Usually in situations like that, I try to be more proactive. I live close enough to some other bus lines that would get me near my office that I could have started walking and gotten to another one, probsbly beating the #19 bus that did finally show, but that time I didn't. It's GOT TO show up pretty soon was my thought, because I got worried that walking would mean the bus would then show up when I was between stops and this wouldn't help; it weould just be movement for the sake of movement. (Though it's one wey I'm like my dad: when commuting, I don't like to be stopped.) Congrats, Chris, you were overthinking your morning trip to work.
I finally made it to the office, as I said about half an hour late, and? Speaking of overthinking it? I wondered whether or not I should say to my co-workers "Sorry I'm late. My bus was late." Because that wouldn't have been an issue if I'd hit the road on time. So I should "own" (as is said) the part that's my fault and that I'd wantto be sorry about. I shouldn't be sorry about a bus not showing up. And saying "I'm sorry, the bus is late" is a step away from "I'm sorry, but..." -- and I once decided that when someone says "I'm sorry, but...," it makes that person significantly less likely to be sorry. (Some who I know like to think it means the person's not and never sorry. I'm not that absolutist about it.) But I shouldn't have been worried that my co-workers would be all Oh, you're not sorry. Blame the bus and the driver and everyone else. Excuses are easy. And you know? They usually are.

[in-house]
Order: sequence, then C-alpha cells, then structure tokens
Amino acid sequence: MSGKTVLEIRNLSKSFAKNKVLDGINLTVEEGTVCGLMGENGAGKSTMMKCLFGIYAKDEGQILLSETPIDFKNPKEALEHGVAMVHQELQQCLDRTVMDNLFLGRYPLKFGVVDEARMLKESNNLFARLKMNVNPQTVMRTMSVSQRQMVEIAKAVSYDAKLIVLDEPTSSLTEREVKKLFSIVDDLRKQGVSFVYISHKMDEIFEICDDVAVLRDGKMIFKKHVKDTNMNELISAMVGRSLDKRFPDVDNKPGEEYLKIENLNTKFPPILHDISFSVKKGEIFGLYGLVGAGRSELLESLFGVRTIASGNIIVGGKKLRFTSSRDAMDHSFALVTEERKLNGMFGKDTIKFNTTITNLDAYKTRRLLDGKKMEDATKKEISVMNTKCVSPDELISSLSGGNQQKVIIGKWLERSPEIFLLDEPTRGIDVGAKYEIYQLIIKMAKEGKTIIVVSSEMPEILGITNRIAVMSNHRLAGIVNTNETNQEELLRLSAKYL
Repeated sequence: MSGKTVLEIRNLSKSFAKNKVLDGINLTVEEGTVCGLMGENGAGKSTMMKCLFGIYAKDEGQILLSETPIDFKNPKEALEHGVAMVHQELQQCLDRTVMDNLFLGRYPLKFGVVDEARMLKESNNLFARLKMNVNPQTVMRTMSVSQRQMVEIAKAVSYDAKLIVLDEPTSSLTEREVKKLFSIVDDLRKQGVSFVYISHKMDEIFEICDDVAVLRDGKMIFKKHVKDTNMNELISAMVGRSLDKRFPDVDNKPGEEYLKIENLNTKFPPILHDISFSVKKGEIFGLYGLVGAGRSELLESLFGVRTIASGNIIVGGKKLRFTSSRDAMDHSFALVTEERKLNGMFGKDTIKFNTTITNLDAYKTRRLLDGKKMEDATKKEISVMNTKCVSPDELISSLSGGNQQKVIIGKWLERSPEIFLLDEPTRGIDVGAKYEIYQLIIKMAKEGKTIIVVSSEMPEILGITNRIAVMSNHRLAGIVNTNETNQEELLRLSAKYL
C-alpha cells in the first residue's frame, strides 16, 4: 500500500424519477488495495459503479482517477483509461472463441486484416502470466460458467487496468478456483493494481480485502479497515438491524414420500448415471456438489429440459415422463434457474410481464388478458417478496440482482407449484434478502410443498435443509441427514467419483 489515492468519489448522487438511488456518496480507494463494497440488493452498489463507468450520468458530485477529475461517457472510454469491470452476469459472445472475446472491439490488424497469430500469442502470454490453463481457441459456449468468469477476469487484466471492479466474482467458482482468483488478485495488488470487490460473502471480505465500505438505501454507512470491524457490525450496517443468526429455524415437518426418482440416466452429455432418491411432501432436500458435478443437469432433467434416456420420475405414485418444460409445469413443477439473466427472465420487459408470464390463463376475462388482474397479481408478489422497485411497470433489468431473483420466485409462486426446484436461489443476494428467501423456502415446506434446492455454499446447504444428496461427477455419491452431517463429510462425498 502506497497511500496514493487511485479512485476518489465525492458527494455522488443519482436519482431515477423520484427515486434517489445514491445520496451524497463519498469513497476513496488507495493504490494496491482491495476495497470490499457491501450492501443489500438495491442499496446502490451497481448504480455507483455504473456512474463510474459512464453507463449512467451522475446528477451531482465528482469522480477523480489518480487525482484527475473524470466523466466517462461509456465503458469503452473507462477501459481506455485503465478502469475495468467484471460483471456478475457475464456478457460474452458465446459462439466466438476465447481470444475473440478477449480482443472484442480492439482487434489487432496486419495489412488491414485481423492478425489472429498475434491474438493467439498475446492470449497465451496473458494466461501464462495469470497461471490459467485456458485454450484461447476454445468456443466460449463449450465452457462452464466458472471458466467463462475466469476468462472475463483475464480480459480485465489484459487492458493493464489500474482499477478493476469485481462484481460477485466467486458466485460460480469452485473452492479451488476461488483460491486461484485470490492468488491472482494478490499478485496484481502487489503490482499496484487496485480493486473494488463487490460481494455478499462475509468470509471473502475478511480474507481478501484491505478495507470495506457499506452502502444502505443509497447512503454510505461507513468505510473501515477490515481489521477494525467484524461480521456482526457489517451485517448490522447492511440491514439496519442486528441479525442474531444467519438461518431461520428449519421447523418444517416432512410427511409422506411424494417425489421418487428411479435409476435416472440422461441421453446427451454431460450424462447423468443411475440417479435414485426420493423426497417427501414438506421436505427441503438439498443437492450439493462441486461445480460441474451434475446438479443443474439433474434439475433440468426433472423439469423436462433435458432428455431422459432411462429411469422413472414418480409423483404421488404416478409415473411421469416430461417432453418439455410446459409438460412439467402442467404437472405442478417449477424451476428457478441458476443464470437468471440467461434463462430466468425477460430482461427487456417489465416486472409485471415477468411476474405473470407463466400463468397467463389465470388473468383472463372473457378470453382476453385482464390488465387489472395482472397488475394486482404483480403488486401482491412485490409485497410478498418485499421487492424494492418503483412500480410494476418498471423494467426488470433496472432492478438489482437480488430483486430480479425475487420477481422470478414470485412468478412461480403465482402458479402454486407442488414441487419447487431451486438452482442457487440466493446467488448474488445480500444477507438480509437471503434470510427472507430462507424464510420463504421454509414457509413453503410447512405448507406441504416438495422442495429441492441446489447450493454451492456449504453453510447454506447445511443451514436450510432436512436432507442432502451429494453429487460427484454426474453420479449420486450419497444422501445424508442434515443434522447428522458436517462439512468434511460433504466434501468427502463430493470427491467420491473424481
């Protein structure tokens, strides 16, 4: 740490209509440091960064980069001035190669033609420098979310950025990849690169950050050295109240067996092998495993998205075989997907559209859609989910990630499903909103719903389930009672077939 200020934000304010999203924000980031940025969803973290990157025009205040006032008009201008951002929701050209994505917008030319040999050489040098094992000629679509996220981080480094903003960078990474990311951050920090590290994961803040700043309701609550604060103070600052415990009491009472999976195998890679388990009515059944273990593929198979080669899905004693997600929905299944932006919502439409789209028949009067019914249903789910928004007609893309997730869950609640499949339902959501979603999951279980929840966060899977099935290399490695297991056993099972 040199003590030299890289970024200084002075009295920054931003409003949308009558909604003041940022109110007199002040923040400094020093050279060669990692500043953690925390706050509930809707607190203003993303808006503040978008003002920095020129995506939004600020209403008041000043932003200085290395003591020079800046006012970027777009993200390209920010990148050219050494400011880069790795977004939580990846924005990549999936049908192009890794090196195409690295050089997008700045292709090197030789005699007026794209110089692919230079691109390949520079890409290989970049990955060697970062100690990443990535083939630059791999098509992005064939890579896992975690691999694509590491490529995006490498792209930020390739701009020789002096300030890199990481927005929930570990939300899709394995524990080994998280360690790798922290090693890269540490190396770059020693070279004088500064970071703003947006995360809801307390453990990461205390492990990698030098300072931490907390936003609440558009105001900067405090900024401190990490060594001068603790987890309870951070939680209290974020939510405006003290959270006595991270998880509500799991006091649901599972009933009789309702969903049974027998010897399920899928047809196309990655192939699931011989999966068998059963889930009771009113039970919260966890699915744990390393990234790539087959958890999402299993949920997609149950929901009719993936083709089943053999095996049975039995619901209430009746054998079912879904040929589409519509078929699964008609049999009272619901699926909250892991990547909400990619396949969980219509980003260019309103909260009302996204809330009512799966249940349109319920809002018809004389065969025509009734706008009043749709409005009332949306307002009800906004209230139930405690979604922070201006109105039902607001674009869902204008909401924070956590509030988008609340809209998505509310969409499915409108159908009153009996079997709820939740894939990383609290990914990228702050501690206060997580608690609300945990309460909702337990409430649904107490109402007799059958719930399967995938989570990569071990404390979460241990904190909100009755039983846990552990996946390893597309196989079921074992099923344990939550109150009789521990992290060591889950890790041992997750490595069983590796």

So. Is an explanation needed? Is it expected? My co-workers don't need me narrating everything that made me late. (Only you do. Heh.) Just me noting that yep, I was late. At least I don't make a habit out of it. Overthinking, though, I do make a habit out of that.